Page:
To curb rampant cheating, the TJC two-year nursing program changed their testing policy this spring.

However, numerous students are unhappy with the change, which provides students with a general concept review of missed questions instead of allowing them to see the correct answers after the test.

“Over the Christmas break, a new policy was enacted over a discussion board,” said a nursing student who will graduate in May and who asked to remain anonymous for fear of repercussions. “I was OK with a concept review then, but after the first test came and went, and I received a general concept review, I realized they were a joke.”

The new policy does not allow students to see the tests and their incorrect answers in lieu of a “concept review.” For example, if a student misses a few questions about diabetes, they are told to review the chapter covering diabetes instead of looking at the specific question and answer. But, according to the department chair of Associate Degree Nursing, Rebecca Seeton, students must request a review one-on-one with their faculty member.

“A lot of cheating was happening, and we had to take steps to correct it,” Seeton said. “If a student is going to cheat on a test, who’s to say they won’t cheat on charts, on patients, on vitals, etc…”

Cheating is an issue for many nursing programs.

“Within nursing programs throughout Texas, there are significant problems with cheating,” Dayna Davidson, director of associate degree nursing at Kilgore College, said. To curb cheating in their program, Kilgore College is now testing all students at the same time in the same room on computers. After a student completes the test, they are able to see the questions that were missed. However, TJC nursing students are not as happy with the program’s attempt to deter cheating.

When the students went to their teachers to discuss this matter, several said they were met with a loud and resounding “this is not up for discussion” response.

According to the TJC Student Handbook and the grievance policy outlined in it, if a student has an issue with a non-grade related policy, they must go to the faculty. Since the students did not feel like their concerns were being heard at that level, they turned to the Student Senate and attended the April 14 meeting to see what rights they had in the matter.

“The students did not follow the correct procedure for the matter,” Provost, Dr. “Butch” Hayes said. “The Student Senate should not have been involved.”

But, the students were not sure what to do after they had been turned away from the faculty.

“We went to the Senate because we didn’t know what to do about it,” said the nursing student.

The difference of opinion seems to be that the students feel that the tests are learning tools, but the faculty see it differently.

“We give the students books as learning tools-exams are evaluation tools,” Seeton said.

Although Ms. Seeton feels as if the classroom materials serve the educational interest, the students do not feel the same way.

“We are graded according to our test. If we do not know what we missed, how are we going to correct it?” the nursing student said. “This is our livelihood and future.”

Another student who asked to also remain anonymous feels the same.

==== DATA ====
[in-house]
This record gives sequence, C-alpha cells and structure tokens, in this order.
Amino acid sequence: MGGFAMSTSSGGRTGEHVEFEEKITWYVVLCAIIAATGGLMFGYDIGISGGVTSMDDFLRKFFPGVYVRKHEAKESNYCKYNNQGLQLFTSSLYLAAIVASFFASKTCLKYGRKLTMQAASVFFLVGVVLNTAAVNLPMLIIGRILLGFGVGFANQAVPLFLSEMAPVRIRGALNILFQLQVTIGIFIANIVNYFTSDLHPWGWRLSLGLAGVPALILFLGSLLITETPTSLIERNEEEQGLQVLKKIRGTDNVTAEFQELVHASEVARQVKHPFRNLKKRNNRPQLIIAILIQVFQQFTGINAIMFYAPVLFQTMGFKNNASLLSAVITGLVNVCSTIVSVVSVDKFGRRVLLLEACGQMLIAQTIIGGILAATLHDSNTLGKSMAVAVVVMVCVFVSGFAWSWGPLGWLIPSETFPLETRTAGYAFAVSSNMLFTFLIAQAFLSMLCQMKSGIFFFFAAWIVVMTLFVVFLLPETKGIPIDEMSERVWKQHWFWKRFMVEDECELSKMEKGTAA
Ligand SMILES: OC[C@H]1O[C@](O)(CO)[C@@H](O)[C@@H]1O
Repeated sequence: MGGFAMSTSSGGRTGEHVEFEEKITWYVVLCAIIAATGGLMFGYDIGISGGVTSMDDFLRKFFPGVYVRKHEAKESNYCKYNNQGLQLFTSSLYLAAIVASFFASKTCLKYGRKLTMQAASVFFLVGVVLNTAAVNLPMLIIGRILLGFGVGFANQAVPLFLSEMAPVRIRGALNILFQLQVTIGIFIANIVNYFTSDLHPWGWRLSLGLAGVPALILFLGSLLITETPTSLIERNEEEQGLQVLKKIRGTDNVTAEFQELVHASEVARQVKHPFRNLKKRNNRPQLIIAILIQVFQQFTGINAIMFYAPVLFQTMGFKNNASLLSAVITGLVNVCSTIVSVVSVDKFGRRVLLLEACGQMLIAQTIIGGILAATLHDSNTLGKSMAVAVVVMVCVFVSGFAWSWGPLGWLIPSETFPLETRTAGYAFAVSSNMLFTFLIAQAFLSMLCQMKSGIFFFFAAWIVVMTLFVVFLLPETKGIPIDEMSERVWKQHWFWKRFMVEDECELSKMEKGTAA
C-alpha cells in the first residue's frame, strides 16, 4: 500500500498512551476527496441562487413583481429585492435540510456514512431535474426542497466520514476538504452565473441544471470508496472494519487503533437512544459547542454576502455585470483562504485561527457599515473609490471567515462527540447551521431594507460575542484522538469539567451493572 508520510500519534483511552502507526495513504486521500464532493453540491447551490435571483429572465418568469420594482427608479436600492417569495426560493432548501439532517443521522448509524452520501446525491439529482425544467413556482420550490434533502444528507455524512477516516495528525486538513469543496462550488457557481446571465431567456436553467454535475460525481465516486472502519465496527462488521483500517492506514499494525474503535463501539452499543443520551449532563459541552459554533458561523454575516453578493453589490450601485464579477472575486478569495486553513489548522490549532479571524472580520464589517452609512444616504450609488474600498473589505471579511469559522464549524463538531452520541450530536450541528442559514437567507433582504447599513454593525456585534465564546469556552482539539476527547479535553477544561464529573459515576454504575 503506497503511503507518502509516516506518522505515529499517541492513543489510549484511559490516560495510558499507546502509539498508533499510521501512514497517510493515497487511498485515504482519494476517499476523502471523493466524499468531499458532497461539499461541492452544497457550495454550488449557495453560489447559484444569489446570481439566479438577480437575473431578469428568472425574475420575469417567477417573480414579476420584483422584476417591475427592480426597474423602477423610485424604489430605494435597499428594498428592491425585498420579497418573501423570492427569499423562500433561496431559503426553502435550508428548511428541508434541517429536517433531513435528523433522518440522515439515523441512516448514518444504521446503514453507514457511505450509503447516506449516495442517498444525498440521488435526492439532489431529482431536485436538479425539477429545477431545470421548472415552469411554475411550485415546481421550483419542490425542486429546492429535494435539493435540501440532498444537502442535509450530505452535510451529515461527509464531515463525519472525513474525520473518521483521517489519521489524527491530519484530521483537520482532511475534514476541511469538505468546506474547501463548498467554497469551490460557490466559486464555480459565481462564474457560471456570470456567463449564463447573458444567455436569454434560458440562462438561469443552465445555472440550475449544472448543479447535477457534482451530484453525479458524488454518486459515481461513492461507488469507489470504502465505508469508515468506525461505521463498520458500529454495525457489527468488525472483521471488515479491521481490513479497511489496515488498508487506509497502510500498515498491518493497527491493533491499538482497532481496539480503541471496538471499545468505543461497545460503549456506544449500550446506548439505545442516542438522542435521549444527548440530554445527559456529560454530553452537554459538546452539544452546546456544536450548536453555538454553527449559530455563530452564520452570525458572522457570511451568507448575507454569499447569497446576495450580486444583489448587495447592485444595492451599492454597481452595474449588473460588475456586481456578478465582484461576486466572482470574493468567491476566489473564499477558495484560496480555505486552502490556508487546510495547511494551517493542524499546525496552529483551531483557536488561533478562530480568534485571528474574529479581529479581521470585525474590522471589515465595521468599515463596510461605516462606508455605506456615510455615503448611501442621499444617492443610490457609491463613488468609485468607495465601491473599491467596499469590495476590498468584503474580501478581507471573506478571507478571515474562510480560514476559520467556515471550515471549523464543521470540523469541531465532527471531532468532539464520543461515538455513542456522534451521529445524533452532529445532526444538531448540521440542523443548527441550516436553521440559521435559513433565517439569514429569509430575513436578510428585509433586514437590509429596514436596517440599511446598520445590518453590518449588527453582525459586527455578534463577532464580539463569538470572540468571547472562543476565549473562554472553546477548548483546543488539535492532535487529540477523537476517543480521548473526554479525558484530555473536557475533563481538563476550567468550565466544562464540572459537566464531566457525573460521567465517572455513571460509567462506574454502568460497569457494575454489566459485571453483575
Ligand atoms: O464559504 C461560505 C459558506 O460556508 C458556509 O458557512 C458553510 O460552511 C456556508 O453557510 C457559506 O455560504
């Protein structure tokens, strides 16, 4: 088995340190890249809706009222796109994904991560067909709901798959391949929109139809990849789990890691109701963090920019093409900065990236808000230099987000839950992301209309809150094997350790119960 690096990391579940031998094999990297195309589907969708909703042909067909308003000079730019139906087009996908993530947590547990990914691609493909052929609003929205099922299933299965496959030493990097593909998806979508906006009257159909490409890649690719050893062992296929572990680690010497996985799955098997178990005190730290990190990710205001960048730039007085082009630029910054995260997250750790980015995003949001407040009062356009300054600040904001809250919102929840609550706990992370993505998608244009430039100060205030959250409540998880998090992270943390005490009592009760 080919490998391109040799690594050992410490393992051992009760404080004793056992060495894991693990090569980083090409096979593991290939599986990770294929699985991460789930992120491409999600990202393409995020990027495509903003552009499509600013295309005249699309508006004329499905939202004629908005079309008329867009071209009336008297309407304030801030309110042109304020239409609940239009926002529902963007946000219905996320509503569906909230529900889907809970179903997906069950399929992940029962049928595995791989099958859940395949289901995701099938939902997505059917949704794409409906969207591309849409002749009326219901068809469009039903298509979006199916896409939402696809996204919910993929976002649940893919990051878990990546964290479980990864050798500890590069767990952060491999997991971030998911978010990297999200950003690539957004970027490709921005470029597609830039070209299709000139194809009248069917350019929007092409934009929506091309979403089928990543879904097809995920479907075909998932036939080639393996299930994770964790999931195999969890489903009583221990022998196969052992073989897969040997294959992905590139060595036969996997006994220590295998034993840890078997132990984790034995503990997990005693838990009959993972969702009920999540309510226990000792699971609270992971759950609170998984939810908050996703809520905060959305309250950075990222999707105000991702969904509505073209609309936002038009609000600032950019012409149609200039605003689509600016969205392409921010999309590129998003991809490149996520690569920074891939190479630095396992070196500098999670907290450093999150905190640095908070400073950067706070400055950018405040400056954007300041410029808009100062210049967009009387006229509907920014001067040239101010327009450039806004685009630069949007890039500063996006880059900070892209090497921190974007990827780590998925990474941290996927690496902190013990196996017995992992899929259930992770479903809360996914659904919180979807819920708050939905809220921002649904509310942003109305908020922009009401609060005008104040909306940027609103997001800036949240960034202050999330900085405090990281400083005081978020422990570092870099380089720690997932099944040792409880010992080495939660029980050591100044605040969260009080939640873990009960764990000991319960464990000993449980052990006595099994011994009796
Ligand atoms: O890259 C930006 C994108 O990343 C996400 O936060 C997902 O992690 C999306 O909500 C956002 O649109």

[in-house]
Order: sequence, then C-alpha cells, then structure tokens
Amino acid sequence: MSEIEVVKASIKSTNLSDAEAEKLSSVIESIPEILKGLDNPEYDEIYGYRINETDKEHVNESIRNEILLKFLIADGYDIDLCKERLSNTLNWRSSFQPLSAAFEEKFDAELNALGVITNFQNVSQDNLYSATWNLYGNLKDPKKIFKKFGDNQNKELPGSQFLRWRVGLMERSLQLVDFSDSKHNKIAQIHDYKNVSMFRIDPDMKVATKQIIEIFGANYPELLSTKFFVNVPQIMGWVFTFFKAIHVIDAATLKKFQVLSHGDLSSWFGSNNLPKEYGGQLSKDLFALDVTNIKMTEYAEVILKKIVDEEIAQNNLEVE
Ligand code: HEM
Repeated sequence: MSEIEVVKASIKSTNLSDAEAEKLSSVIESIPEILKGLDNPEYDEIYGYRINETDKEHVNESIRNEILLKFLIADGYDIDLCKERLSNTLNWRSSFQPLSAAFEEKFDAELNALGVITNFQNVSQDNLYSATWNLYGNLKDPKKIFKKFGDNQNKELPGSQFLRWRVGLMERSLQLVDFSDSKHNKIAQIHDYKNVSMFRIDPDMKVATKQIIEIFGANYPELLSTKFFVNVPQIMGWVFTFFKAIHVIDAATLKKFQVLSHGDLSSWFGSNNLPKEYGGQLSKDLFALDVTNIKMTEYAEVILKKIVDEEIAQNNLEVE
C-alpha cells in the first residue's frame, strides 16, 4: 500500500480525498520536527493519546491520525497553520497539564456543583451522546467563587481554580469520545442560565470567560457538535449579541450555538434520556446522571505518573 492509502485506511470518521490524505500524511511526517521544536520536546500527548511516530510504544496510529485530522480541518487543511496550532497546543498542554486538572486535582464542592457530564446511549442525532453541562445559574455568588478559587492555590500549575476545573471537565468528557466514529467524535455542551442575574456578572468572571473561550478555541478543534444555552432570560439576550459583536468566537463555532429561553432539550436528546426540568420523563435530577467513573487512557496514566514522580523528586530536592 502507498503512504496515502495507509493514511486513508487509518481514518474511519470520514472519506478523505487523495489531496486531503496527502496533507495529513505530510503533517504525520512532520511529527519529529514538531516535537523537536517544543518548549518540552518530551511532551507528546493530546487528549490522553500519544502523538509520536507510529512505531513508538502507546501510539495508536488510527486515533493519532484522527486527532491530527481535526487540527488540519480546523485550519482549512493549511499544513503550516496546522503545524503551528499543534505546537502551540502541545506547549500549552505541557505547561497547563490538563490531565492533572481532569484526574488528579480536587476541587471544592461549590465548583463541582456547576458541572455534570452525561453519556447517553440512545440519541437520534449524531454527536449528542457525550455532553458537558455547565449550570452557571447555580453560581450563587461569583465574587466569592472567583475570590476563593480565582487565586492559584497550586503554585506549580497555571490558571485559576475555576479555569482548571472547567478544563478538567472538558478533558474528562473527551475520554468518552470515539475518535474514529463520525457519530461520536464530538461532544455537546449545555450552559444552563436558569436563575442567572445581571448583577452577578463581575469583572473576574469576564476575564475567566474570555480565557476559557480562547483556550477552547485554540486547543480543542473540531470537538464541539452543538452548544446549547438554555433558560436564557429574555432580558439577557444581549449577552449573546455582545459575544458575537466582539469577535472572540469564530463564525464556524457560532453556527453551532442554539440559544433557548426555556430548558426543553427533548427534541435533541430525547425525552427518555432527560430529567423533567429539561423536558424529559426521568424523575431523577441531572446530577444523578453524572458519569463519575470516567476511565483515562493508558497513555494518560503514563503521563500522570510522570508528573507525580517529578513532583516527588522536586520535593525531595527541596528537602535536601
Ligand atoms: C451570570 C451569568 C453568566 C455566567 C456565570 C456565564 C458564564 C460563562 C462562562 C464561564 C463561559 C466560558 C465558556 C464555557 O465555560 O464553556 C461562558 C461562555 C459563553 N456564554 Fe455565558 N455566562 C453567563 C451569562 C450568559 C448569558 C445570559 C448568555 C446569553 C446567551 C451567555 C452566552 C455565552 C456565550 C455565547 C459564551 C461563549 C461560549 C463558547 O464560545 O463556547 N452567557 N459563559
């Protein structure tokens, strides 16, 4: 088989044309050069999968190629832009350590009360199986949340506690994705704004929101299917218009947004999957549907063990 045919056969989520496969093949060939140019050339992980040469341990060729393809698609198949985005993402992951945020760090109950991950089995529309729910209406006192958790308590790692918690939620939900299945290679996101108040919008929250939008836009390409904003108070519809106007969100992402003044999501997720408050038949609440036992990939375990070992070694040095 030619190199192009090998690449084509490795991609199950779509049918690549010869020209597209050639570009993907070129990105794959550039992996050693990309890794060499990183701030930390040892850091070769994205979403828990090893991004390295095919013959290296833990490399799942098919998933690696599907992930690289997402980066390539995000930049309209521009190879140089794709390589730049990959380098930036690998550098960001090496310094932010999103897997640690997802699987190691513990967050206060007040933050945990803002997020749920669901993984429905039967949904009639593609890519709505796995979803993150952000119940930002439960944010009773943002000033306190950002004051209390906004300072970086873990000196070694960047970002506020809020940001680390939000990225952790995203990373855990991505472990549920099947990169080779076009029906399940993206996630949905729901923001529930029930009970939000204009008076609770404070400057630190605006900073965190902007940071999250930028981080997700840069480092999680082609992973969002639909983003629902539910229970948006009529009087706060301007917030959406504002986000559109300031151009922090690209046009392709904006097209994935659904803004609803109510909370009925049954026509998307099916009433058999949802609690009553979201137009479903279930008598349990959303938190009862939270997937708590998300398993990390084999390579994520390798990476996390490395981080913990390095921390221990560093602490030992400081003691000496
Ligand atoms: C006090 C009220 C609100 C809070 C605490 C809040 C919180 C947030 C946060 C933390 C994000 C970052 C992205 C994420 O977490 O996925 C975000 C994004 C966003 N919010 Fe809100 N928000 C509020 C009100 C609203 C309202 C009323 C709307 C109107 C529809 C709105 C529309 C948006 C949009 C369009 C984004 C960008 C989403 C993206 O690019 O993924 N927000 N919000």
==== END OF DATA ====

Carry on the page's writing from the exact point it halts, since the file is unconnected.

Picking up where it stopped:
“By seeing the test, I can see the patterns of what I missed. Everyone knows the concept,” this fourth-semester nursing student said. “If the teachers had never made a mistake on a test that would be one thing, but there are grammatical errors and misspellings, also mistakes on the answers from what was counted wrong and the answer in the book.”

After the students went to the Student Senate they were referred to the grievance process outlined in the student handbook and, with the help of the Student Senate, issued a formal complaint.

In order to do that, 18 students, four from each level of the program and two from the Jacksonville campus, met with the faculty and the Dean of Allied Health and Nursing Paul Monagan on April 16 to present the problem officially to them.

Each had a chance to voice their opinions on the matter with Dean Monagan writing down the complaints on a board. After the meeting was over, the complaints were compiled into one document and that served as the student’s written complaint.

“Step two of the grievance policy is to issue a written complaint to the faculty, and that is what I was there for, just simply as a scribe,” Dean Monagan said. “After that, the written response was given to the faculty. They had five days to come to respond to the students about the concerns.”

The faculty issued their response on April 24. “After careful consideration of the concerns voiced by the nursing students related to the current test review policy, the faculty of the Associate Degree Nursing Program, recommended individualized student testing feedback.” The method of feedback will be determined per course by the student’s faculty in either the classroom or individually. The response stated that the Dean and the Provost are also working toward issues concerning the testing center. The change will go into affect beginning Fall 2009.

After the faculty response is given to all the students in each of the four levels of the program, the students can either choose to accept or reject the resolution.

At press time, a response by the students had not been made. For updates check www.tjcnewspaper.com.

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